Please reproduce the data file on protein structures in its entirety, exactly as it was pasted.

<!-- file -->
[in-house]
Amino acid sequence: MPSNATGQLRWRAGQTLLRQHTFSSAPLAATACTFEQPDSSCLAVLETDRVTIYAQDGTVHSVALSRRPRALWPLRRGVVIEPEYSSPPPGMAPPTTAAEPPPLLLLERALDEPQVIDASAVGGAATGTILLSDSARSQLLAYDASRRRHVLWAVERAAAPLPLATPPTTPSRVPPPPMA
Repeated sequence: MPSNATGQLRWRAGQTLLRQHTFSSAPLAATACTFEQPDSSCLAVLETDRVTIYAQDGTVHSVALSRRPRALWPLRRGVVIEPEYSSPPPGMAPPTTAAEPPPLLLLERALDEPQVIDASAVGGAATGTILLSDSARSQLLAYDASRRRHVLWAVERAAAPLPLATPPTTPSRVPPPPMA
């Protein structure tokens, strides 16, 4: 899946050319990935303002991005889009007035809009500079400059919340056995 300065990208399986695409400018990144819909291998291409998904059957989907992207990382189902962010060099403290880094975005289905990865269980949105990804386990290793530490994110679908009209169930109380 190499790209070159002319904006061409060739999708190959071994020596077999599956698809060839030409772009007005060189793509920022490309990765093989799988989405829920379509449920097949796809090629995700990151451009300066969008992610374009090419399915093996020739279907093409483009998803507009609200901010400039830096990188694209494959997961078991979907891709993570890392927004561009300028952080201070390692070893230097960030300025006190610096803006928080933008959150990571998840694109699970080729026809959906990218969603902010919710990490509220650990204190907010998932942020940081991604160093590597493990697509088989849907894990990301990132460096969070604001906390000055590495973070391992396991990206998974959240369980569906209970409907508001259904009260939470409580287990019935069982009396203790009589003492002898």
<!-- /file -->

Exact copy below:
[in-house]
Amino acid sequence: MPSNATGQLRWRAGQTLLRQHTFSSAPLAATACTFEQPDSSCLAVLETDRVTIYAQDGTVHSVALSRRPRALWPLRRGVVIEPEYSSPPPGMAPPTTAAEPPPLLLLERALDEPQVIDASAVGGAATGTILLSDSARSQLLAYDASRRRHVLWAVERAAAPLPLATPPTTPSRVPPPPMA
Repeated sequence: MPSNATGQLRWRAGQTLLRQHTFSSAPLAATACTFEQPDSSCLAVLETDRVTIYAQDGTVHSVALSRRPRALWPLRRGVVIEPEYSSPPPGMAPPTTAAEPPPLLLLERALDEPQVIDASAVGGAATGTILLSDSARSQLLAYDASRRRHVLWAVERAAAPLPLATPPTTPSRVPPPPMA
């Protein structure tokens, strides 16, 4: 899946050319990935303002991005889009007035809009500079400059919340056995 300065990208399986695409400018990144819909291998291409998904059957989907992207990382189902962010060099403290880094975005289905990865269980949105990804386990290793530490994110679908009209169930109380 190499790209070159002319904006061409060739999708190959071994020596077999599956698809060839030409772009007005060189793509920022490309990765093989799988989405829920379509449920097949796809090629995700990151451009300066969008992610374009090419399915093996020739279907093409483009998803507009609200901010400039830096990188694209494959997961078991979907891709993570890392927004561009300028952080201070390692070893230097960030300025006190610096803006928080933008959150990571998840694109699970080729026809959906990218969603902010919710990490509220650990204190907010998932942020940081991604160093590597493990697509088989849907894990990301990132460096969070604001906390000055590495973070391992396991990206998974959240369980569906209970409907508001259904009260939470409580287990019935069982009396203790009589003492002898």